PHF is not transmissible between horses, so contact between infected and non-infected animals does not need to be limited. Preventing PHF in horses can be tricky, with the best course of action normally recommended is to limit access to waterways during the summer months. It is also advisable to take steps to limit the number of flying insects inside barns and stables.
A vaccination is available against PHF and is advised in areas where the disease is prevalent. It does not give complete protection against PHF, but clinical signs are said to be reduced and the prognosis improved in vaccinated horses.
Summary, Potomac Horse Fever Symptoms
So as we have learned, the most common Potomac horse fever symptoms include diarrhea, weight loss, fever, and reduced appetite. If you suspect that your horse has Potomac horse fever, blood or fecal test will be taken by your veterinarian to confirm the diagnosis. Horses with PHF will need to be treated with antibiotics and supportive nursing care.
We’d love to hear your thoughts about Potomac horse fever symptoms, diagnosis, and treatment! Have you ever come across an outbreak of this disease in a herd of horses? Or maybe you’ve got some questions about the best treatment for Potomac horse fever? Leave a comment below and we’ll get back to you!
How do you treat Potomac horse fever?
Potomac horse fever is treated with antibiotics, anti-inflammatories, intravenous fluid therapy, and anti-diarrhea medication. It is commonplace for horses with PHF to need a period of hospitalisation and intensive nursing care to facilitate a full recovery. If left untreated, potomac horse fever can lead to secondary laminitis and endotoxaemia, and may lead to fatality of the horse.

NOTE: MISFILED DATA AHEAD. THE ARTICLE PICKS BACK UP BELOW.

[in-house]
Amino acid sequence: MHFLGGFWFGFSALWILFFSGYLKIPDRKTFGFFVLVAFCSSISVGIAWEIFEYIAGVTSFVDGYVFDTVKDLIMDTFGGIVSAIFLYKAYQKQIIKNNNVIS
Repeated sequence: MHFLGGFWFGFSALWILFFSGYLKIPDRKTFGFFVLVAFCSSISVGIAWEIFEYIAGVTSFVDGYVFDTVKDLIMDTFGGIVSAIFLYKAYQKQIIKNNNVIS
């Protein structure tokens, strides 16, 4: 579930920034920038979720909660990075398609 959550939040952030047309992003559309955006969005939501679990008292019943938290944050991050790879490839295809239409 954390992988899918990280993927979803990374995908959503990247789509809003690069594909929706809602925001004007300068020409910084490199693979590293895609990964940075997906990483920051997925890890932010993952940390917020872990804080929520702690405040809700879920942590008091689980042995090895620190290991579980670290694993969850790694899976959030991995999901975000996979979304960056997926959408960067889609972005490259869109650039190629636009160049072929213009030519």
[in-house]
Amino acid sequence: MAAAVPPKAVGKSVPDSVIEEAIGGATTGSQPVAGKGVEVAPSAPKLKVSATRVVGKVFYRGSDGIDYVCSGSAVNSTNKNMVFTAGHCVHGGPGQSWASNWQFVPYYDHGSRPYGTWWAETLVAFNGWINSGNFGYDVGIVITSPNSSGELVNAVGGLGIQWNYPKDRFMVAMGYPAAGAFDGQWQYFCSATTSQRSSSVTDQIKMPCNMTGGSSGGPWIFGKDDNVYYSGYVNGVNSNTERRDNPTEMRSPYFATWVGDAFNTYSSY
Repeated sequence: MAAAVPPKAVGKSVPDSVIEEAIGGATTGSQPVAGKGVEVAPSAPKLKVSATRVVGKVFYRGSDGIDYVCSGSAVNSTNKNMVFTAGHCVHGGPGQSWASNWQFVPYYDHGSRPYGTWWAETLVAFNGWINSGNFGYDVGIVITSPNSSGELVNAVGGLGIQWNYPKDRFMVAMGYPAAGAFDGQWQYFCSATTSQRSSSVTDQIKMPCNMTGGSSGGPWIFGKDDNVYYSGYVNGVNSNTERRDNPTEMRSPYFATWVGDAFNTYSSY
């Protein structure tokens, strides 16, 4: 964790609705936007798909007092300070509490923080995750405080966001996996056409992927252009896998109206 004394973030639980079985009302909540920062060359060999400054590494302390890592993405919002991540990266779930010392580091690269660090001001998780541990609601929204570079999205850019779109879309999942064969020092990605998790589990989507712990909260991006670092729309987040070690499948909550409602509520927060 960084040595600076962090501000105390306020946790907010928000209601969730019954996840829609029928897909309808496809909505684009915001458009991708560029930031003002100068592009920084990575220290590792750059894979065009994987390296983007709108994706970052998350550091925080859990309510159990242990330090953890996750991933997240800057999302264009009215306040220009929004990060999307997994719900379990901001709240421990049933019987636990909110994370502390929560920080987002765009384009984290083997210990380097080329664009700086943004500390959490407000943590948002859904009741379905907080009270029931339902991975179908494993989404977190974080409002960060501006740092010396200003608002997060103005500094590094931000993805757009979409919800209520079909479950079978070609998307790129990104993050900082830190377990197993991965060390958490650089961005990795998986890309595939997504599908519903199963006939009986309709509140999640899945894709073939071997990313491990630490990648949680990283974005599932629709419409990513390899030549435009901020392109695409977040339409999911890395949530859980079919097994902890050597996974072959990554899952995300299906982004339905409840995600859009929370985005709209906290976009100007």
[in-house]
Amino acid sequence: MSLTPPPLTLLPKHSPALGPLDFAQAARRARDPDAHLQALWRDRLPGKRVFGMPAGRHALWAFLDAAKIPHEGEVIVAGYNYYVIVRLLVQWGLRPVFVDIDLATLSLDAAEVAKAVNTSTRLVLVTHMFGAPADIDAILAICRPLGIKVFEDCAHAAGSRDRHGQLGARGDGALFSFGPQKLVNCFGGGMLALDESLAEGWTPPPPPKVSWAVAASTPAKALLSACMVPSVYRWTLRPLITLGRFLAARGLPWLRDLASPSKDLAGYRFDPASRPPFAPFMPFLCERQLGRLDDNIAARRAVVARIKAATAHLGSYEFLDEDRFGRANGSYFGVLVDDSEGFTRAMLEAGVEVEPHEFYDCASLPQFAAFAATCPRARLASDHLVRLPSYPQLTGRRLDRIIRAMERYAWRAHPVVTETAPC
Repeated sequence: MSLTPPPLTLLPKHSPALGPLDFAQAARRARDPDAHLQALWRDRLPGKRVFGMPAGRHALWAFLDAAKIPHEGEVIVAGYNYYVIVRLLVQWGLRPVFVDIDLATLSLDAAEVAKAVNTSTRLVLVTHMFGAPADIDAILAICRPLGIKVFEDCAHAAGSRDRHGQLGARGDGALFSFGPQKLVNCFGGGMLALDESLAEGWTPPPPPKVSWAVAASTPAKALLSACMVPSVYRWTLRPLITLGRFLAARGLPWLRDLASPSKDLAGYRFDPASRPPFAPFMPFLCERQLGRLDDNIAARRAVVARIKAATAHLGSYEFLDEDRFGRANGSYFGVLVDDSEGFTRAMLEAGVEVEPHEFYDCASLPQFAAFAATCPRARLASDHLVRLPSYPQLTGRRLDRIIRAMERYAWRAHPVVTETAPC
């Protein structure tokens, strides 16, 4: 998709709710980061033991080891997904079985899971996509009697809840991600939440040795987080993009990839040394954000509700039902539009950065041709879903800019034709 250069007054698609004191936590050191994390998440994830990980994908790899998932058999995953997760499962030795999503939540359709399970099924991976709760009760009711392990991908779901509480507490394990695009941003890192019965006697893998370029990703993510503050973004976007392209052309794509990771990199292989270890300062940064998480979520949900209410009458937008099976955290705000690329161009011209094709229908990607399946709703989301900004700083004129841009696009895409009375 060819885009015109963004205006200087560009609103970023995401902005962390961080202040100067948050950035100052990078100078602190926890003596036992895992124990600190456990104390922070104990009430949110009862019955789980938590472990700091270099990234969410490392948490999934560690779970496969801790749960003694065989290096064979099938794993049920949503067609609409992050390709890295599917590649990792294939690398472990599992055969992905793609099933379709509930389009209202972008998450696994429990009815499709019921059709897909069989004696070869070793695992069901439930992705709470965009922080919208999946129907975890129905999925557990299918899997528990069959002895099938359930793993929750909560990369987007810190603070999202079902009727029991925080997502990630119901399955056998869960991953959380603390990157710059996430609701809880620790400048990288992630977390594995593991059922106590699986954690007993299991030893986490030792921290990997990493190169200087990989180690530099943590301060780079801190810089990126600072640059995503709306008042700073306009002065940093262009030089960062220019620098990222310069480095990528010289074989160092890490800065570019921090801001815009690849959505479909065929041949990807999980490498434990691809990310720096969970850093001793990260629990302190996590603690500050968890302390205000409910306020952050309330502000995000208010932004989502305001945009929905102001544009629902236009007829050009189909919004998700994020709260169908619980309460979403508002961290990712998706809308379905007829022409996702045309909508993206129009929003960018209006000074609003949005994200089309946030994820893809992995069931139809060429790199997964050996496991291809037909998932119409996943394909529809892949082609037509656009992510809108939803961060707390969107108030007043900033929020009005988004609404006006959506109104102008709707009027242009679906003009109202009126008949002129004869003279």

Is Potomac fever in horses contagious?
Potomac horse fever is an infectious disease, but it cannot be passed from horse to horse. It is transmitted by a bacterial agent that lives inside cells of insects commonly found near water, such as mayflies. The risk of contracting PHF can be reduced by restricting access to waterways during the warmer months of the year.
What is the agent that causes Potomac horse fever?
Potomac horse fever is caused by an intracellular bacteria, Neorickettsia risticii, that colonises the cells of insects such as mayflies and caddis flies, plus a number of other host animals. It causes disease in horses when these insects are accidentally eaten.
How common is Potomac Horse Fever?
The prevalence of potomac horse fever varies widely according to the country and region. It is now found in most US states, but is much more common in some than others.
Kate Chalmers is a qualified veterinary nurse who has specialized in horse care for the vast majority of her career. She has been around horses since she was a child, starting out riding ponies and helping out at the local stables before going on to college to study Horse Care & Management. She has backed and trained many horses during her lifetime and competed in various equestrian sports at different levels.
After Kate qualified as a veterinary nurse, she provided nursing care to the patients of a large equine veterinary hospital for many years. She then went on to teach horse care and veterinary nursing at one of the top colleges in the country. This has led to an in-depth knowledge of the care needs of horses and their various medical ailments, as well as a life-long passion for educating horse owners on how to provide the best possible care for their four-legged friends.
Kate Chalmers BSc (Hons) CVN, Dip AVN (Equine) Dip HE CVN EVN VN A1 PGCE